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Pittsburgh Steelers
Board to consider Plan B next month

Queries, RAD vote remain

Monday, June 22, 1998

By John M.R. Bull, Post-Gazette Staff Writer

Now that city and county officials agree with the Steelers and the Pirates about how much the teams will pay toward new stadiums, most of the questions that Regional Asset District board members raised about the financing plan have been answered.

 
    More about Plan B:

Columnist Ron Cook: Plan B flawed; option is worse

Renderings of proposed Pirates ballpark, and photos of Forbes Field

Prior articles about PlanB

 
 

Mulugetta Birru, director of the city's Urban Redevelopment Authority, was one of the city-county negotiators involved in the bargaining that led to Saturday's agreements with the teams. He said the RAD board is left with only two major questions to be answered: What are the teams' current financial positions, and will they remain financially sound once the stadiums are built.

Birru said that the teams would forward to the RAD board their formal answers to those two questions by the middle of next week. The teams' financial records, however, will not be released to the public, he said.

It is up to the seven members of the RAD board to decide whether $13.4 million per year in county sales tax revenue may be used for the next 30 years to help underwrite the stadiums and expansion of the convention center.

Long before Saturday's session that led to the agreements, the RAD board asked for answers to 14 questions about how the deal involving the city of Pittsburgh, Allegheny County and the teams would be structured and what the likely impact would be on the teams' finances.

Board member Gerald Voros -- the only RAD board member who could be reached yesterday -- agreed that most of the 14 questions were answered Saturday.

The so-called Plan B package is an $803 million financing package for building the two new stadiums, expanding the David L. Lawrence Convention Center, Downtown, and paying off the debt on Three Rivers Stadium.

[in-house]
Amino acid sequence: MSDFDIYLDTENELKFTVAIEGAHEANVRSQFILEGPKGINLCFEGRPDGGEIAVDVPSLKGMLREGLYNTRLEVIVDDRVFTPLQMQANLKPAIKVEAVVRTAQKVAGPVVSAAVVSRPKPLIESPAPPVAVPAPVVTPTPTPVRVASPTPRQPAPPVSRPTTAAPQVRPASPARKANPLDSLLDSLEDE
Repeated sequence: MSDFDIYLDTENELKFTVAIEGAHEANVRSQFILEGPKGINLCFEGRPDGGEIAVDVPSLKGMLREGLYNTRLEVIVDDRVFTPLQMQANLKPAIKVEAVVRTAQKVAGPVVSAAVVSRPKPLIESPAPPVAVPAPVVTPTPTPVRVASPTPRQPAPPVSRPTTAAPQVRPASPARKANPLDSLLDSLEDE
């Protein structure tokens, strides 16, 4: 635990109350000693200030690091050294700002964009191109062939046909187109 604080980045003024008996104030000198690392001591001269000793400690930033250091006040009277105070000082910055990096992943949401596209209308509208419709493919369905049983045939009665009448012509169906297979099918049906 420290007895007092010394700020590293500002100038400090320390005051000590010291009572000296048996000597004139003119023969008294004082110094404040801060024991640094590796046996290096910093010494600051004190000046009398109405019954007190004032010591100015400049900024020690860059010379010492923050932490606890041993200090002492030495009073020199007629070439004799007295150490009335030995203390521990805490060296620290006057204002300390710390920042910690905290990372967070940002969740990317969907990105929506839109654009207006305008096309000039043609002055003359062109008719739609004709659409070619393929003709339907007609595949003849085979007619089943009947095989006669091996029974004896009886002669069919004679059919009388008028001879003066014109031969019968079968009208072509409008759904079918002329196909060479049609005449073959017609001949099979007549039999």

In a 10-page letter of intent signed Saturday, the Pirates agreed to raise the team's share of a 38,000-seat stadium from the previously offered $35 to $40 million. The baseball park is expected to cost $203 million to $209 million.

At the same time, the Steelers negotiated an agreement in principle in which the team raised its earlier offer of $50 million to $76.5 million toward a 65,000-seat, $210 million football stadium.

Voros and Margaret McCormick Barron, the mayor's spokeswoman, said they expected the RAD board to meet and vote next month on the proposal.

At least six of the RAD board members must approve using the $13.4 million a year in RAD funds for Plan B. RAD funds come from the county sales tax of one percentage point, above the state sales tax of 6 percent.

If the RAD board accepts the proposal -- which includes having the state contribute one-third of the cost of the two stadiums and half of the convention center expansion -- it would clear the way for property acquisition in August and construction perhaps beginning in the spring. Both teams want to be playing in their new stadiums in 2001.

RAD board members previously said they had not decided whether to approve the deal, but public officials who support the plan have appointed six of its members.

Earlier this month, county Commissioner Bob Cranmer asked member Fred Baker, whom he appointed, to resign after Baker said he would not support using RAD money to finance new ball fields. Cranmer then nominated David W. Christopher of Mt. Lebanon, a retired accounting executive and former Republican Party official, to replace Baker.

"That sent a message. I am 99.99 percent sure this is a done deal," county Commissioner Larry Dunn complained yesterday. He opposes the plan.

"Only a super strong effort by the public, contacting the board, has any chance of swinging even one vote," Dunn said.

A RAD board meeting has not yet been scheduled for next month. RAD chairman David Matter could not be reached yesterday.

Besides the state and team shares and the RAD funds, players will ante up as part of the plan.

Those who live out of state would pay a 1 percent player tax on their salaries, Birru said.

The teams, city and county would split that money, Birru said. Although player taxes are not imposed in Pennsylvania, they are in other states, and negotiators obtained a legal opinion that such a tax is legal, he said.

Corporate Pittsburgh also will be tapped for money.

The teams agreed to help the city and county convince corporations to buy as much as $40 million in a separate bond issue to be used for future improvements or repairs to the new stadiums, Birru said.

Dunn said he is not convinced that the RAD board legally could agree to pay a portion of the bond repayments on a stadium-financing deal, although the board has the right to financially help Three Rivers Stadium.

Dunn said he has two lawyers researching the matter and that he might sue because he believes the vast majority of taxpayers do not want any public money used to build new ball fields. He would not name the lawyers.



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